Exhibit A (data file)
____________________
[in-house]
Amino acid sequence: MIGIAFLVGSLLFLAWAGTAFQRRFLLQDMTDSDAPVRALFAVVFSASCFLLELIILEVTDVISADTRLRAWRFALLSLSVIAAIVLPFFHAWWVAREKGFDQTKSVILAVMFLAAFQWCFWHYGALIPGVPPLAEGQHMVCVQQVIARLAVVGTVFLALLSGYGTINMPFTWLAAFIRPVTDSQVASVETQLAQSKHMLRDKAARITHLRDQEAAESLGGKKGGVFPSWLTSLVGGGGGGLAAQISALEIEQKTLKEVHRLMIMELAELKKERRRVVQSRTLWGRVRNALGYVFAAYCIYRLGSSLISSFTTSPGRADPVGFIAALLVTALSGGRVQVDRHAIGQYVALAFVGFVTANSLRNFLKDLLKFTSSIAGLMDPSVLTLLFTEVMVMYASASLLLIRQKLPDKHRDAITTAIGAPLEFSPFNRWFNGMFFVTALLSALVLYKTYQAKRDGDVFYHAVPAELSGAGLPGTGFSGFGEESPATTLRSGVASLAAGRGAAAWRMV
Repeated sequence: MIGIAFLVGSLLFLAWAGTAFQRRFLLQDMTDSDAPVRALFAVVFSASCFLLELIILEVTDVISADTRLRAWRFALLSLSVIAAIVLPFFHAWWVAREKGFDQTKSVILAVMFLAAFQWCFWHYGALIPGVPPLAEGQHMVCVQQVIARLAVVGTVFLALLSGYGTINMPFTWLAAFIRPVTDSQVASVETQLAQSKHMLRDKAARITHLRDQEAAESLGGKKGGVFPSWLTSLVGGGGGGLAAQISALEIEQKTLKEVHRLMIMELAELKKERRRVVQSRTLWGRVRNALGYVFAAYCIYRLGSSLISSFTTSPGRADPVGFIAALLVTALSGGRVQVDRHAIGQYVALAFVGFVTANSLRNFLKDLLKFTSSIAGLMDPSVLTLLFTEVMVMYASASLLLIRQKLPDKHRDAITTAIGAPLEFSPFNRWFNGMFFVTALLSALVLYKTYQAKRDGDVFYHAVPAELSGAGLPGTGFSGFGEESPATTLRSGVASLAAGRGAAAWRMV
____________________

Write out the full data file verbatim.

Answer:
[in-house]
Amino acid sequence: MIGIAFLVGSLLFLAWAGTAFQRRFLLQDMTDSDAPVRALFAVVFSASCFLLELIILEVTDVISADTRLRAWRFALLSLSVIAAIVLPFFHAWWVAREKGFDQTKSVILAVMFLAAFQWCFWHYGALIPGVPPLAEGQHMVCVQQVIARLAVVGTVFLALLSGYGTINMPFTWLAAFIRPVTDSQVASVETQLAQSKHMLRDKAARITHLRDQEAAESLGGKKGGVFPSWLTSLVGGGGGGLAAQISALEIEQKTLKEVHRLMIMELAELKKERRRVVQSRTLWGRVRNALGYVFAAYCIYRLGSSLISSFTTSPGRADPVGFIAALLVTALSGGRVQVDRHAIGQYVALAFVGFVTANSLRNFLKDLLKFTSSIAGLMDPSVLTLLFTEVMVMYASASLLLIRQKLPDKHRDAITTAIGAPLEFSPFNRWFNGMFFVTALLSALVLYKTYQAKRDGDVFYHAVPAELSGAGLPGTGFSGFGEESPATTLRSGVASLAAGRGAAAWRMV
Repeated sequence: MIGIAFLVGSLLFLAWAGTAFQRRFLLQDMTDSDAPVRALFAVVFSASCFLLELIILEVTDVISADTRLRAWRFALLSLSVIAAIVLPFFHAWWVAREKGFDQTKSVILAVMFLAAFQWCFWHYGALIPGVPPLAEGQHMVCVQQVIARLAVVGTVFLALLSGYGTINMPFTWLAAFIRPVTDSQVASVETQLAQSKHMLRDKAARITHLRDQEAAESLGGKKGGVFPSWLTSLVGGGGGGLAAQISALEIEQKTLKEVHRLMIMELAELKKERRRVVQSRTLWGRVRNALGYVFAAYCIYRLGSSLISSFTTSPGRADPVGFIAALLVTALSGGRVQVDRHAIGQYVALAFVGFVTANSLRNFLKDLLKFTSSIAGLMDPSVLTLLFTEVMVMYASASLLLIRQKLPDKHRDAITTAIGAPLEFSPFNRWFNGMFFVTALLSALVLYKTYQAKRDGDVFYHAVPAELSGAGLPGTGFSGFGEESPATTLRSGVASLAAGRGAAAWRMV